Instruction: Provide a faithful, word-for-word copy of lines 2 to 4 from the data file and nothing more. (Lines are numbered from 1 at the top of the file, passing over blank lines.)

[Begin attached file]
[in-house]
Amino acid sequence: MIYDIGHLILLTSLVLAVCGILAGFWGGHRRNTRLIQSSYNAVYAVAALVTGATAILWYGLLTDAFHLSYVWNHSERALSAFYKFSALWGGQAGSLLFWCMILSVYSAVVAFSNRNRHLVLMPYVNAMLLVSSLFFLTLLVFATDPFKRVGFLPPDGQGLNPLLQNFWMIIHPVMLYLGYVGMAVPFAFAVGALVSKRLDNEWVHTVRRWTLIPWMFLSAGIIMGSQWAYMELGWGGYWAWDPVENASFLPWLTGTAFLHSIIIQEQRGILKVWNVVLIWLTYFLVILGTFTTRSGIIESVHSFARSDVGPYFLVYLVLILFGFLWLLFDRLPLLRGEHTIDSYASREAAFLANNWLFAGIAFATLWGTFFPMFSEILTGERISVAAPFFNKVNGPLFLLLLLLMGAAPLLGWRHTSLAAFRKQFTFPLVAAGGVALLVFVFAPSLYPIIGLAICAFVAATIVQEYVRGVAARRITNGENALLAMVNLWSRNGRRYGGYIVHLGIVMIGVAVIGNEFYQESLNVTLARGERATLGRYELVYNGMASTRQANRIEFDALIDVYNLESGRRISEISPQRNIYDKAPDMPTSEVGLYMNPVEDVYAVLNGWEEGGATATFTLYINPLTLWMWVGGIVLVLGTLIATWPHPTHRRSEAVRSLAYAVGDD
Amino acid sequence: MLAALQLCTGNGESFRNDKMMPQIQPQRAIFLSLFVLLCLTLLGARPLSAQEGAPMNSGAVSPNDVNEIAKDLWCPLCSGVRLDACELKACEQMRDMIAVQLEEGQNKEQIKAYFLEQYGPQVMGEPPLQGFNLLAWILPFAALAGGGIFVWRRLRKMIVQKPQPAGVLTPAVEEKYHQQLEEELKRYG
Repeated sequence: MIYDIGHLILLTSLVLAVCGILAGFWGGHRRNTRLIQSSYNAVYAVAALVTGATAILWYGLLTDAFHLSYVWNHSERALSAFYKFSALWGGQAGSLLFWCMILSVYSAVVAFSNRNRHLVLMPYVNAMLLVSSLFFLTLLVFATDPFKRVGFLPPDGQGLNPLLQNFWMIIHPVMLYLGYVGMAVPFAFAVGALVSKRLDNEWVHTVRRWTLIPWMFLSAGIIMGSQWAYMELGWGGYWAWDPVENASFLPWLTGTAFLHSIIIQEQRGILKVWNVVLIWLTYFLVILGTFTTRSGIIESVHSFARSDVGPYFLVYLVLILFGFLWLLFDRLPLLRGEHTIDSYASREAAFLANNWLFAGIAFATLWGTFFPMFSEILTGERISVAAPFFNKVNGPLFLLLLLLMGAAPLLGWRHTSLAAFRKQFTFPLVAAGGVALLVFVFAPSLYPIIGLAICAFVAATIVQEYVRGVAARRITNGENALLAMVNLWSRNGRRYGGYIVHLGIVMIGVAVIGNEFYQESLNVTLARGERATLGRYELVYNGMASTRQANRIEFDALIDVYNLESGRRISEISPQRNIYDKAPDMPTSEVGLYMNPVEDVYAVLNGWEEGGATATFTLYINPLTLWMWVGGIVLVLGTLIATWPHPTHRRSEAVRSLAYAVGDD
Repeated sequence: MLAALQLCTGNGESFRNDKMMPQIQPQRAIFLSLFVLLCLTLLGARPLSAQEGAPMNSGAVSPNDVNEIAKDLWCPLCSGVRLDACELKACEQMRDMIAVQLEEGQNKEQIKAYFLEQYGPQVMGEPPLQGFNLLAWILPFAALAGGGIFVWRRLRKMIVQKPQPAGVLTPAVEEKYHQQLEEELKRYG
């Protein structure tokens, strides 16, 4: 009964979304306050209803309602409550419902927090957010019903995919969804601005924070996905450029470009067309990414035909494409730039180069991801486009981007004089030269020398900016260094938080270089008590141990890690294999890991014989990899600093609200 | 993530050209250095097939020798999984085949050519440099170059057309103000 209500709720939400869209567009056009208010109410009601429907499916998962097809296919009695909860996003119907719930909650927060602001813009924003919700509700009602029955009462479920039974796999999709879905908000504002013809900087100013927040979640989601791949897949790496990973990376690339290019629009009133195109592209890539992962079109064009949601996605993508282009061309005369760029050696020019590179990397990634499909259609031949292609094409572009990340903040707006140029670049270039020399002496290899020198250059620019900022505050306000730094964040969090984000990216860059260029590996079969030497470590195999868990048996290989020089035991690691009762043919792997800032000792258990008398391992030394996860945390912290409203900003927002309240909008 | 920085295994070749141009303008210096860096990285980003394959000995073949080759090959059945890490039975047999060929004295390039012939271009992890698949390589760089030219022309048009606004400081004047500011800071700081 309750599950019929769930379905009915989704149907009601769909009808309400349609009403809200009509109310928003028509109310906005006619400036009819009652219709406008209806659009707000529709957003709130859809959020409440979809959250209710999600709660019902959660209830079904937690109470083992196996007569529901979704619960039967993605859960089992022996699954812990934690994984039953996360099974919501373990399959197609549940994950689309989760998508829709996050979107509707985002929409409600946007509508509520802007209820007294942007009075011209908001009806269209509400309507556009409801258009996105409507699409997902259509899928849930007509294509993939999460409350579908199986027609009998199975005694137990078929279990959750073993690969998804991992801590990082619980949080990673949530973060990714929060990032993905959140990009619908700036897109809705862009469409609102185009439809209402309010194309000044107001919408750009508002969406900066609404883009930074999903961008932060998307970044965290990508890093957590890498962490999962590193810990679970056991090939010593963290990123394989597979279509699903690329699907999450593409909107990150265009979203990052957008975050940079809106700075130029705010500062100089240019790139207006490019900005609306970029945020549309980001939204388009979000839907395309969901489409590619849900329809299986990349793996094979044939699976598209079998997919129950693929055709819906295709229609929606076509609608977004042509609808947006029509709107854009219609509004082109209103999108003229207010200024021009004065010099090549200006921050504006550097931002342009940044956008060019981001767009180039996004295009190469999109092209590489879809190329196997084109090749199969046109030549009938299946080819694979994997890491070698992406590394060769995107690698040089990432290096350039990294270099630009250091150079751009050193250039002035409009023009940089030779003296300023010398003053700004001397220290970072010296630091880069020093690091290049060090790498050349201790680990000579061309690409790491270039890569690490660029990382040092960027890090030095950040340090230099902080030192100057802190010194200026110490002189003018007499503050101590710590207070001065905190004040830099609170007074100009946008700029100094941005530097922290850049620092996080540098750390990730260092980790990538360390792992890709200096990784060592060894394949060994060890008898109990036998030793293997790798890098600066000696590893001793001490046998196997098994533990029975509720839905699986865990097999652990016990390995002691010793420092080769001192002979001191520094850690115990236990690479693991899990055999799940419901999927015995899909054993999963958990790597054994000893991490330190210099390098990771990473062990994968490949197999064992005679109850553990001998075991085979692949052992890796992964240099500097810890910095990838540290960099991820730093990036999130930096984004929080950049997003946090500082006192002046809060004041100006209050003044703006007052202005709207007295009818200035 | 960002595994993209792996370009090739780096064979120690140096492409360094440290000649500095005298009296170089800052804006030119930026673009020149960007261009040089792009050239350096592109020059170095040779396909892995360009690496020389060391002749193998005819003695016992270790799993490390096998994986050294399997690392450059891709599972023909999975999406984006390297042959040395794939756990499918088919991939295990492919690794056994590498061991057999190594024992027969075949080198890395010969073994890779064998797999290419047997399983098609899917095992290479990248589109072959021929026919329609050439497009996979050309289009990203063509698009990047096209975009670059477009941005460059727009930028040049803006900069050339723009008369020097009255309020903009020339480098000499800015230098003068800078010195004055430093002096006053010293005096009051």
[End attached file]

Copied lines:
Amino acid sequence: MIYDIGHLILLTSLVLAVCGILAGFWGGHRRNTRLIQSSYNAVYAVAALVTGATAILWYGLLTDAFHLSYVWNHSERALSAFYKFSALWGGQAGSLLFWCMILSVYSAVVAFSNRNRHLVLMPYVNAMLLVSSLFFLTLLVFATDPFKRVGFLPPDGQGLNPLLQNFWMIIHPVMLYLGYVGMAVPFAFAVGALVSKRLDNEWVHTVRRWTLIPWMFLSAGIIMGSQWAYMELGWGGYWAWDPVENASFLPWLTGTAFLHSIIIQEQRGILKVWNVVLIWLTYFLVILGTFTTRSGIIESVHSFARSDVGPYFLVYLVLILFGFLWLLFDRLPLLRGEHTIDSYASREAAFLANNWLFAGIAFATLWGTFFPMFSEILTGERISVAAPFFNKVNGPLFLLLLLLMGAAPLLGWRHTSLAAFRKQFTFPLVAAGGVALLVFVFAPSLYPIIGLAICAFVAATIVQEYVRGVAARRITNGENALLAMVNLWSRNGRRYGGYIVHLGIVMIGVAVIGNEFYQESLNVTLARGERATLGRYELVYNGMASTRQANRIEFDALIDVYNLESGRRISEISPQRNIYDKAPDMPTSEVGLYMNPVEDVYAVLNGWEEGGATATFTLYINPLTLWMWVGGIVLVLGTLIATWPHPTHRRSEAVRSLAYAVGDD
Amino acid sequence: MLAALQLCTGNGESFRNDKMMPQIQPQRAIFLSLFVLLCLTLLGARPLSAQEGAPMNSGAVSPNDVNEIAKDLWCPLCSGVRLDACELKACEQMRDMIAVQLEEGQNKEQIKAYFLEQYGPQVMGEPPLQGFNLLAWILPFAALAGGGIFVWRRLRKMIVQKPQPAGVLTPAVEEKYHQQLEEELKRYG
Repeated sequence: MIYDIGHLILLTSLVLAVCGILAGFWGGHRRNTRLIQSSYNAVYAVAALVTGATAILWYGLLTDAFHLSYVWNHSERALSAFYKFSALWGGQAGSLLFWCMILSVYSAVVAFSNRNRHLVLMPYVNAMLLVSSLFFLTLLVFATDPFKRVGFLPPDGQGLNPLLQNFWMIIHPVMLYLGYVGMAVPFAFAVGALVSKRLDNEWVHTVRRWTLIPWMFLSAGIIMGSQWAYMELGWGGYWAWDPVENASFLPWLTGTAFLHSIIIQEQRGILKVWNVVLIWLTYFLVILGTFTTRSGIIESVHSFARSDVGPYFLVYLVLILFGFLWLLFDRLPLLRGEHTIDSYASREAAFLANNWLFAGIAFATLWGTFFPMFSEILTGERISVAAPFFNKVNGPLFLLLLLLMGAAPLLGWRHTSLAAFRKQFTFPLVAAGGVALLVFVFAPSLYPIIGLAICAFVAATIVQEYVRGVAARRITNGENALLAMVNLWSRNGRRYGGYIVHLGIVMIGVAVIGNEFYQESLNVTLARGERATLGRYELVYNGMASTRQANRIEFDALIDVYNLESGRRISEISPQRNIYDKAPDMPTSEVGLYMNPVEDVYAVLNGWEEGGATATFTLYINPLTLWMWVGGIVLVLGTLIATWPHPTHRRSEAVRSLAYAVGDD